In Florida, as in every state, if you are injured as a result of someone else's carelessness or negligence -- through a car accident or a slip and fall, for example -- you always have the option of filing a personal injury lawsuit to get compensation for your losses. But what if it was a city bus that hit you, or what if that broken linoleum you tripped on was in a state-owned building? Claimants injured by the negligence of the government or one of its employees in Florida will need to play by a different set of rules, at least initially. Read on for the details.
Florida Statutes section 768.28 governs claims filed against the state (including its “agencies and subdivisions”). Via this law, the State of Florida waives its right to sovereign immunity and agrees to be sued for certain torts listed in the act. "Sovereign immunity" is a common-law rule that dates back centuries, to Great Britain, where private individuals could not sue the king, even if they were injured by the King's (or the kingdom's) acts or decisions. The rule of sovereign immunity was adopted in the U.S. But states have also chosen to selectively waive this right (at least under certain circumstances) and allow citizens to seek compensation for wrongs committed by the government.
Learn more about Negligence and Fault for an Accident.
In Florida, a person who is injured by the government or a government employee may file an injury claim if:
However, the Florida statute does impose certain limitations on the kinds of claims that injured parties can bring. For instance:
Additional limitations apply to cases filed against law enforcement officers or agencies, public health agencies (including public hospitals), and the Florida Space Agency. Claims that come from inmates of the Florida Department of Corrections are also subject to special time limits.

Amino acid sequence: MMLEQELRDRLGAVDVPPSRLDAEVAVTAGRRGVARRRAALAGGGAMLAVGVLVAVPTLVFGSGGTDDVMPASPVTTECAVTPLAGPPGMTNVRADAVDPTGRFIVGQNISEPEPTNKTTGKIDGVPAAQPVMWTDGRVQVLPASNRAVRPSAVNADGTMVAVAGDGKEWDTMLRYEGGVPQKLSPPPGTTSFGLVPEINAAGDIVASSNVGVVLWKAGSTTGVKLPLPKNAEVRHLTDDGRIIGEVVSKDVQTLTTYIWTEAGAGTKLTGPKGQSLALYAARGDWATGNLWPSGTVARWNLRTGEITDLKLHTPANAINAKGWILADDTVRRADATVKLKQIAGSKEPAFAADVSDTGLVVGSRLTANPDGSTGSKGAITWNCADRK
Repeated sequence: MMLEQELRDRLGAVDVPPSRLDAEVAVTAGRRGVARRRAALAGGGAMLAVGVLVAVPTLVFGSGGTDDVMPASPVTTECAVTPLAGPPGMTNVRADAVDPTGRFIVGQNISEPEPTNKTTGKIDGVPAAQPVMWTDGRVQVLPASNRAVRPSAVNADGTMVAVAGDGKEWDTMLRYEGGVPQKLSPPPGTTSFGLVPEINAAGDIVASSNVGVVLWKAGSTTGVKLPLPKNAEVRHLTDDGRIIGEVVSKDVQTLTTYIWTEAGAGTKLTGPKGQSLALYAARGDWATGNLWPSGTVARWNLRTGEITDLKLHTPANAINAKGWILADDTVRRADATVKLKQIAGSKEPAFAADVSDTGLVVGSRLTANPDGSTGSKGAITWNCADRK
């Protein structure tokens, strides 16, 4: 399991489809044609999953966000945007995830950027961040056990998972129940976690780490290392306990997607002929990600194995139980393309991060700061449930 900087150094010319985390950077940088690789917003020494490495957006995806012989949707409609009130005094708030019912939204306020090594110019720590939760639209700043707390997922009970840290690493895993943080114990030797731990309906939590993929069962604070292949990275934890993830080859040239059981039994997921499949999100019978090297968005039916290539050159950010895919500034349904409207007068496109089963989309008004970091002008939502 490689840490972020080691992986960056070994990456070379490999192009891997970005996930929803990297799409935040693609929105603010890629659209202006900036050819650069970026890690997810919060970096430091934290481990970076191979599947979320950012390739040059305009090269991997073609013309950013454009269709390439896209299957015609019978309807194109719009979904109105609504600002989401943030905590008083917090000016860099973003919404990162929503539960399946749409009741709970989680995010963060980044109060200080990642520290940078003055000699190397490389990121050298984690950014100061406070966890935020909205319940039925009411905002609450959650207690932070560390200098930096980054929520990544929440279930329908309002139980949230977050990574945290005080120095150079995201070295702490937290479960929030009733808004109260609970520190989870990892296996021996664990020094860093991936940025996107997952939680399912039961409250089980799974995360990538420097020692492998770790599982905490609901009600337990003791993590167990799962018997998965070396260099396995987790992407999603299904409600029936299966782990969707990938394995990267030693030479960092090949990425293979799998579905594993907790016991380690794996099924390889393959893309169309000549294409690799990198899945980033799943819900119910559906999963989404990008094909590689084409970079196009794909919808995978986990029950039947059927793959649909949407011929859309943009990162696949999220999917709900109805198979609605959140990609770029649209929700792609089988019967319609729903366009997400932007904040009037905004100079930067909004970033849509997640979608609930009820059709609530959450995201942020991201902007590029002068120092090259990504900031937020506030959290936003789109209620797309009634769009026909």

If you are injured by the state government in Florida, you must put the state agency involved in the claim (and the state's Department of Financial Services) on notice of the claim, in writing, within three years of the occurrence of the underlying incident, and no lawsuit can be filed until after a 180 day investigation period, unless the claim is formally denied.
A letter describing the date, facts, and losses can be mailed, or you can use one of the optional claim forms available from the Florida Division of Risk Management.
The notice of claim must be provided on paper. An emailed notice will not be considered sufficient, according to the Division of Risk Management.
If the claim is denied, a personal injury suit against the government in Florida must be filed within three years of the date of injury. If the claim is a wrongful death claim, however, it must be filed within two years.
Inmates of the Florida Department of Corrections have one year to give written notice of their claim and three years in which to file the lawsuit itself.
Learn more about the Claims Process (from Florida's Division of Risk Management).
But what if you are injured by a county or municipal agency or employee?
Just like claims against the state, claims against local governments in Florida must start with notice, in writing, of what happened. This notice should be sent to the local government department in charge of handling claims. Florida counties and municipalities frequently include this information on their websites. For instance, both Orlando and Miami explain on their respective websites how to file a claim.